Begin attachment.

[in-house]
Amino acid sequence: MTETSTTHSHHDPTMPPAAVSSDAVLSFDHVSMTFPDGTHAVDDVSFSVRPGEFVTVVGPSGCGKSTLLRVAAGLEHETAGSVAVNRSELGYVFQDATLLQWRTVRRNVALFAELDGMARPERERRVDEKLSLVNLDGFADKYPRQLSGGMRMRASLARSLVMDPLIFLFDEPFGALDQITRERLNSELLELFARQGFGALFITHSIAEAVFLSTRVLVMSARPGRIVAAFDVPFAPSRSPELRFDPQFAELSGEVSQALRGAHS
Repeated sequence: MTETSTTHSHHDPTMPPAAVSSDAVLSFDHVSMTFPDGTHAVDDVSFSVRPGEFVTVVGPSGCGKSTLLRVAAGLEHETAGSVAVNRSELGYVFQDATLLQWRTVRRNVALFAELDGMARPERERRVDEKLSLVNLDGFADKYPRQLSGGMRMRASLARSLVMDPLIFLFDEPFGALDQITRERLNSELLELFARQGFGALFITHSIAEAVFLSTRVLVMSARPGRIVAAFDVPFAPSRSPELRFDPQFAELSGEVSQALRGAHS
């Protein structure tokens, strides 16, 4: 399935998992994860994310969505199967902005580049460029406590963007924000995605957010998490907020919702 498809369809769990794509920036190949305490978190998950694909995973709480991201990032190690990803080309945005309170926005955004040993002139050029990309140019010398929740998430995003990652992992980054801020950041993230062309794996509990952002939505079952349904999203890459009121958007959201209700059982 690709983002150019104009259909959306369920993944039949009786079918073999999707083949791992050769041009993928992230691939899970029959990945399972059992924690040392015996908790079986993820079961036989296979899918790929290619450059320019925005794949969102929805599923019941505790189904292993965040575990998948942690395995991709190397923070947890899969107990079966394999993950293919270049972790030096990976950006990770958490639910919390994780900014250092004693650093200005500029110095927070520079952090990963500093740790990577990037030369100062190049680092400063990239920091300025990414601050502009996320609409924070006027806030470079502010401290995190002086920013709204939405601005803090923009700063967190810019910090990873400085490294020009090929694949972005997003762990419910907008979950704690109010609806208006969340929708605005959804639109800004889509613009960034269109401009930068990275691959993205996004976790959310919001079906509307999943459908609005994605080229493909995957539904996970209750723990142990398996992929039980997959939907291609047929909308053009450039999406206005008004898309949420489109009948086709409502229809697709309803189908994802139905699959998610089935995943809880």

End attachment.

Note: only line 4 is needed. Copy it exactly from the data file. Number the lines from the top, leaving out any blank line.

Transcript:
């Protein structure tokens, strides 16, 4: 399935998992994860994310969505199967902005580049460029406590963007924000995605957010998490907020919702 498809369809769990794509920036190949305490978190998950694909995973709480991201990032190690990803080309945005309170926005955004040993002139050029990309140019010398929740998430995003990652992992980054801020950041993230062309794996509990952002939505079952349904999203890459009121958007959201209700059982 690709983002150019104009259909959306369920993944039949009786079918073999999707083949791992050769041009993928992230691939899970029959990945399972059992924690040392015996908790079986993820079961036989296979899918790929290619450059320019925005794949969102929805599923019941505790189904292993965040575990998948942690395995991709190397923070947890899969107990079966394999993950293919270049972790030096990976950006990770958490639910919390994780900014250092004693650093200005500029110095927070520079952090990963500093740790990577990037030369100062190049680092400063990239920091300025990414601050502009996320609409924070006027806030470079502010401290995190002086920013709204939405601005803090923009700063967190810019910090990873400085490294020009090929694949972005997003762990419910907008979950704690109010609806208006969340929708605005959804639109800004889509613009960034269109401009930068990275691959993205996004976790959310919001079906509307999943459908609005994605080229493909995957539904996970209750723990142990398996992929039980997959939907291609047929909308053009450039999406206005008004898309949420489109009948086709409502229809697709309803189908994802139905699959998610089935995943809880």